Just over a year has passed since the 2016 presidential election, and polls, public sentiment and the national conversation tell us that Americans are more divided and our politics are more dysfunctional than ever.
When our Founding Fathers wrote the Constitution outlining the right to freedom of speech I don’t think they meant we should destroy each other with it. As a matter of fact, right after the mention of “freedom of speech,” there is mention of “the right of the people peaceably to assemble.”
Though not a physical place of assembly, Facebook and Twitter are certainly places where we assemble to voice our opinions and read that of others. And sadly, where some feel if another person’s political train of thought does not match their own there is no room for debate, and peaceably goes out the window.
It’s as if the things that were once important to us — friendships, family, faith and community — have all become secondary to our wanting to be right.
But I believe we can do something about it. I believe we can make a difference if only by practicing the golden rule – or by remembering the words of our Founding Fathers. That we are all “created equal,” and each allowed to pursue life liberty and happiness as we see fit.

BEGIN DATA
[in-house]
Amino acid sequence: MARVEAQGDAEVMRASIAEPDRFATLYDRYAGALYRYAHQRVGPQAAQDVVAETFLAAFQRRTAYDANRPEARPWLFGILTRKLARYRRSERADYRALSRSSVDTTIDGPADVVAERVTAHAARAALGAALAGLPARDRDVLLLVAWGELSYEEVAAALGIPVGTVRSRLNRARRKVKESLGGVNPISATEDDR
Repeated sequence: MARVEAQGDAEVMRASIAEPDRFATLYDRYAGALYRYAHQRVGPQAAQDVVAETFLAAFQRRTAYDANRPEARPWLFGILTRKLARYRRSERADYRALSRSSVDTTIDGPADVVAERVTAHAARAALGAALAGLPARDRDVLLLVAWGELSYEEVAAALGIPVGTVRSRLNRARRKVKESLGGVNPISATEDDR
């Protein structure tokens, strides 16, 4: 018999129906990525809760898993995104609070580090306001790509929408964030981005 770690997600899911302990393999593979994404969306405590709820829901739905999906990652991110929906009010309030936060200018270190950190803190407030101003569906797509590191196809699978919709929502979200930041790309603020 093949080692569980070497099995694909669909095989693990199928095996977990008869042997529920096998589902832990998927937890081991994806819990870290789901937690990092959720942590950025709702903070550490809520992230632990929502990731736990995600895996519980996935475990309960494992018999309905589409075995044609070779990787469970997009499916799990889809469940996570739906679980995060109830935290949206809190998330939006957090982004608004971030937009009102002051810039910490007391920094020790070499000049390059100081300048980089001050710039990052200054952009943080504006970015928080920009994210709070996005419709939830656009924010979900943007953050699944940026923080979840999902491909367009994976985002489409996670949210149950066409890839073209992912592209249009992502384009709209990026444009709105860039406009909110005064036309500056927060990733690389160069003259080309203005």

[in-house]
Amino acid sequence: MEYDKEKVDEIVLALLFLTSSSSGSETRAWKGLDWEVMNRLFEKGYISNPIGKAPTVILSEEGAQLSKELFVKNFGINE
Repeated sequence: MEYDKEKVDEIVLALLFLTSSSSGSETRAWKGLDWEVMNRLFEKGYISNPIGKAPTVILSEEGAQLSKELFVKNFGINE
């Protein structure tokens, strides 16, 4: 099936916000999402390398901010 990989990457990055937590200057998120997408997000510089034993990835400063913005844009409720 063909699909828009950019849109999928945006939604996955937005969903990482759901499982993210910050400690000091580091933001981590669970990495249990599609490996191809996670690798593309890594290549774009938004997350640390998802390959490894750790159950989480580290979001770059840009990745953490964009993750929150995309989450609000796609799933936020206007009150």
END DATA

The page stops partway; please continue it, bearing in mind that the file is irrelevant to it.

That doesn’t have to make us enemies. I have found that some of my best learning over the past years has come when I took the time and made a sincere effort to listen to another’s point of view. Often I have found my perspective changing as the reason of another person actually made sense to me.
Had the Constitution been written today, perhaps it would’ve read more like a recent blog post I read: “Sharing your opinion” doesn’t translate to “putting someone in a headlock until he or she agrees with you.” Being passionate about your views is admirable, but you should never expect anyone to abandon his or her own thoughts in favor of yours.
A recent poll released by the Washington Post-University of Maryland says that 71 percent of Americans think that the divide has “reached a dangerous low point” and is the “new normal.”
Where do we go from here?
Too often, we have lifted up our hands in despair; unfriended the critic on Facebook; and trolled, bullied or blocked followers on Twitter.